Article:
Invictus: South Africa’s Inspiring Story with Rugby

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The tragic and inspiring story of South Africa’s relationship with rugby.

“It matters not how strait the gate,
How charged with punishments the scroll,
I am the master of my fate,
I am the captain of my soul.”

The words of Willian Ernest Henley were a shining light; they were a beacon of hope for 27 years while Nelson Mandela lay cooped up in a dark, dirty, dingy prison cell on Robben Island. For 27 long years, the words echoed throughout that cell as Mandela recited them.

When he was released, once he became the first black President of South Africa, Mandela shared this inspiration with Francois Pienaar (the then captain of South Africa’s rugby team).

What few people realise is that Henley wrote this poem from a hospital bed. In the darkest moment of his life, he decided that he was stronger than whatever he would face; his “head was bloody but unbowed”.
Little did Henley know that his words would inspire a man who would rewrite history. Sometimes we underestimate the sheer power of words. Henley’s words inspired Mandela (and likely many more); Mandela then inspired generations and became South Africa’s national liberator.

The chain does not end there – Pienaar, inspired by Mandela, captained South Africa to their first-ever Rugby World Cup win, thus inspiring another generation.

Words, music, and sport; these three artforms have such immense power to elicit emotion and inspiration. If you have watched the film ‘Invictus’ – starring Matt Damon (as Pienaar) and Morgan Freeman (as Mandela), then you will at least have some understanding of the richness of the tragic history of South Africa, and how these art forms can have such power.

South Africa has come such a long way since the Mandela days. And, although bombarded with the negatives and the issues with the world, sometimes, just sometimes, things fall into place perfectly. They fall into place and create a beautiful piece of poetic history. Step forward, Siya Kolisi…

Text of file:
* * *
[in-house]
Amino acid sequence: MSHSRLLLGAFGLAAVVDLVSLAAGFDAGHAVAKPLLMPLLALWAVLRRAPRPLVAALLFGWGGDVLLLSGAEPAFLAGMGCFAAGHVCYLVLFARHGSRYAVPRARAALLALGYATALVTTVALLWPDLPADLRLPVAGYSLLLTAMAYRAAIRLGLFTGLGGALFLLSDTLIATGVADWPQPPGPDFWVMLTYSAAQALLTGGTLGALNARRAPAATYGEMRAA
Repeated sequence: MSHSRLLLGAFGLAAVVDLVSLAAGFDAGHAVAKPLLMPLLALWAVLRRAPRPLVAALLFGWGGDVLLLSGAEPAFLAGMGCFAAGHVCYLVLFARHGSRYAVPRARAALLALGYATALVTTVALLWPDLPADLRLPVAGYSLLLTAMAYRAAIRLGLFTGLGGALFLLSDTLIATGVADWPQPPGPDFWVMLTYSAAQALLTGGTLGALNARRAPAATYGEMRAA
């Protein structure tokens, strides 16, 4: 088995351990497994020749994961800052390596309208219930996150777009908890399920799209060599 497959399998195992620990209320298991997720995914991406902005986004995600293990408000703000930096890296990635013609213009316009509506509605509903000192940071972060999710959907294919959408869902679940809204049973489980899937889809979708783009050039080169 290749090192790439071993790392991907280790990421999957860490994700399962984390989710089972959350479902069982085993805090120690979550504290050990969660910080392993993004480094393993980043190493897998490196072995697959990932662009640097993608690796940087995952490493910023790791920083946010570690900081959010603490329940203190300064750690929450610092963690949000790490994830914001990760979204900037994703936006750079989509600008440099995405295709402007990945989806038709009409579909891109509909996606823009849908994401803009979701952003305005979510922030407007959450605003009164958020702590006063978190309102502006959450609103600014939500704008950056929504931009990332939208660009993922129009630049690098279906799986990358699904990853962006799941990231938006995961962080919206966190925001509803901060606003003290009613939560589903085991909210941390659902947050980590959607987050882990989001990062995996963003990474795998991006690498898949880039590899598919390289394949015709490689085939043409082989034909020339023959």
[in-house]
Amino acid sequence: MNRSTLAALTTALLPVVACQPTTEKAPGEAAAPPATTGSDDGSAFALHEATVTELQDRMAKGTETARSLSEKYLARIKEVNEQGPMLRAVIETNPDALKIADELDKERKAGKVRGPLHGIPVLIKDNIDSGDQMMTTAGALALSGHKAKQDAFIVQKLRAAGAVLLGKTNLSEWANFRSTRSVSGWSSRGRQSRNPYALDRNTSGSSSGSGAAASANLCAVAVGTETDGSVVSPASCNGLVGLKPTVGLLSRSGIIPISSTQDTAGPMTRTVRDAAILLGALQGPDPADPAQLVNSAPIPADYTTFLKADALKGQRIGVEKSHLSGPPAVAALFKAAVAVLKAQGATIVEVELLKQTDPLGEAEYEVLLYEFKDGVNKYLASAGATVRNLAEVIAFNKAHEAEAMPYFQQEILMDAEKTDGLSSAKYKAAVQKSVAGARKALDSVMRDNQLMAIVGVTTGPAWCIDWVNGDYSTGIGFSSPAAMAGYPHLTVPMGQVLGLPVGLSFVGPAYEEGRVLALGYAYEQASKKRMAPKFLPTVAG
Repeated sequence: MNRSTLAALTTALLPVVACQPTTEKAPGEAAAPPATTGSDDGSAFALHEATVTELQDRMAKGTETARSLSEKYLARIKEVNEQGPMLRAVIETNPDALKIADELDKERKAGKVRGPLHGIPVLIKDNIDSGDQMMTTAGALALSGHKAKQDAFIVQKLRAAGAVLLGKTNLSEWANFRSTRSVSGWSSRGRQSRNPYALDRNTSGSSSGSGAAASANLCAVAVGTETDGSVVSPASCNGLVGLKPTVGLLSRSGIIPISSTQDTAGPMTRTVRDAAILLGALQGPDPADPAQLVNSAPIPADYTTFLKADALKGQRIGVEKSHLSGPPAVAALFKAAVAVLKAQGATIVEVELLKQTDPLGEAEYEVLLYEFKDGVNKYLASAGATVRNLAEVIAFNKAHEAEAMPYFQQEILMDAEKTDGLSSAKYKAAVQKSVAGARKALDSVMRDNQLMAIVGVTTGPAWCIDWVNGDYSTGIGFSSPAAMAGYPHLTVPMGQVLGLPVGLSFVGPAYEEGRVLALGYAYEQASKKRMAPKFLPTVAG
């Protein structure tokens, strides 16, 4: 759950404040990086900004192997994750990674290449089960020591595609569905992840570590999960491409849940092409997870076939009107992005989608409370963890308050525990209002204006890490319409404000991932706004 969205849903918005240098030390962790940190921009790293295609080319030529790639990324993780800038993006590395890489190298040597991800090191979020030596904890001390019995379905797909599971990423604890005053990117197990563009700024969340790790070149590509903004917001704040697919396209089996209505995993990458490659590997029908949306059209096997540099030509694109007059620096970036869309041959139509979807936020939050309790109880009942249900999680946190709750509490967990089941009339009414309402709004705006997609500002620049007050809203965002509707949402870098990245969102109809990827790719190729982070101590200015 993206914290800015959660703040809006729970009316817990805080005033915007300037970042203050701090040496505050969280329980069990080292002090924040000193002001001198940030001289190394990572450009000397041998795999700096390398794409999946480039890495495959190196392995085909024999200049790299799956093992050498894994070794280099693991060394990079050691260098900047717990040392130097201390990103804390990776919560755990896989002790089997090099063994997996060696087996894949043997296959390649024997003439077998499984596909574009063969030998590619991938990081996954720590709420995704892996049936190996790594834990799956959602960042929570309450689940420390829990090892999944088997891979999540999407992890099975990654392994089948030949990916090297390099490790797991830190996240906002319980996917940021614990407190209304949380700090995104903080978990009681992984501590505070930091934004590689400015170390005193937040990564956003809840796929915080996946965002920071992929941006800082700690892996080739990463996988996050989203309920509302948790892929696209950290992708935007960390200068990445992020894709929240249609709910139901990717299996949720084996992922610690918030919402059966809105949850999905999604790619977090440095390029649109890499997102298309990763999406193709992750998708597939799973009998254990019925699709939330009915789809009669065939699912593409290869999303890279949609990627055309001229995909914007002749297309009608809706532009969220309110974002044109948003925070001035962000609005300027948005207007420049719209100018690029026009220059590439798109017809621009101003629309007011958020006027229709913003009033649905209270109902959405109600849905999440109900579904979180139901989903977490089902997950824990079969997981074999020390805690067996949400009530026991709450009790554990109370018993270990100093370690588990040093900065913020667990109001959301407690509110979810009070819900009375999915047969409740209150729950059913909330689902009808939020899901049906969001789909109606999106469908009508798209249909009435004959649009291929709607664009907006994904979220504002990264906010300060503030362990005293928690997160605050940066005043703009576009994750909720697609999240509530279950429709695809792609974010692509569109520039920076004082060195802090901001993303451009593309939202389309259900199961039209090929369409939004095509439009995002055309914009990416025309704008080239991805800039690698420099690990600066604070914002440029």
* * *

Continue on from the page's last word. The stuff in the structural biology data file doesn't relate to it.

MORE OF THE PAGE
From the impoverished town of Zwide, Kolisi was born when his mother was just 16, and his father was in his final year at school. He was later raised by his grandmother after his mother’s death when he was a child. Inspired by his love of sport and his religious beliefs, Kolisi vowed to change his fortunes…he would go on to do just that.

After gaining an excellent reputation in rugby, Kolisi was appointed as South Africa’s first-ever black captain in 2017. If only Mandela had been there to see the day.

Kolisi may have led his South Africa side to the World Cup Final, but they were still underdogs going into the game. With Eddie Jones’ England side teaching the All Blacks (New Zealand) a lesson in the semi-final, you would have been well within your rights to worry for the sake of whoever had to encounter them next.

But straight from the start South Africa looked composed. They were stronger in the tackles, stronger in the scrums, and took advantage of the penalties that England conceded. They began to get points on the board. When the second half came, England had run out of ideas and South Africa had found gears that we didn’t even know they had. England was now holding out, not for a result, but their dignity or whatever remained of it.

Then the final whistle blew. And like we so often see in huge sporting events, there was the extreme contrast in emotions. Both teams had their heads in their hands, both crying, but the way they were feeling could not have been more different.

Kolisi said that he’s “Never seen South Africa like this” and that they have shown that, “We can achieve anything if we work together as one.”
Then there was the moment that the entire nation of South Africa had waited for. A moment that they thought they would never see. A black president of South Africa and a black captain of the South Africa rugby team holding up the illustrious Webb Ellis Cup.

That picture. The picture of Kolisi holding that trophy. The image of the South African squad (regardless of colour or creed) celebrating in jubilation. That picture is history. Like Muhammad Ali standing over Sonny Liston; and like Bobby Moore being held aloft by Ray Wilson and Geoff Hurst while the Jules Rimet gleamed. Leave a space in the hallway of iconic sporting photos for Siya Kolisi.

Kolisi said that he’s “Never seen South Africa like this” and that they have shown that, “We can achieve anything if we work together as one.” This humble and calm leadership was paramount for the South Africa team’s success. Pienaar himself said that he’s a “big fan of his” and that this win was more significant than his in 1995.

The stage of sport can, in general, conquer and inspire. And the day this is no longer the case, then we can bring the curtain down.

Despite obviously wanting England to win, a little part of me was happy when we didn’t. There’s just something about the romance of sport. There was something more critical than penning Eddie Jones’ name on the knighthood list.

Even if inadvertently so, we helped destiny take its course. And we all sat and watched. We sat and watched as history unfolded before our very eyes. We sat and watched as we were shown once again, that sport can make us unconquerable; it can make us Invictus.

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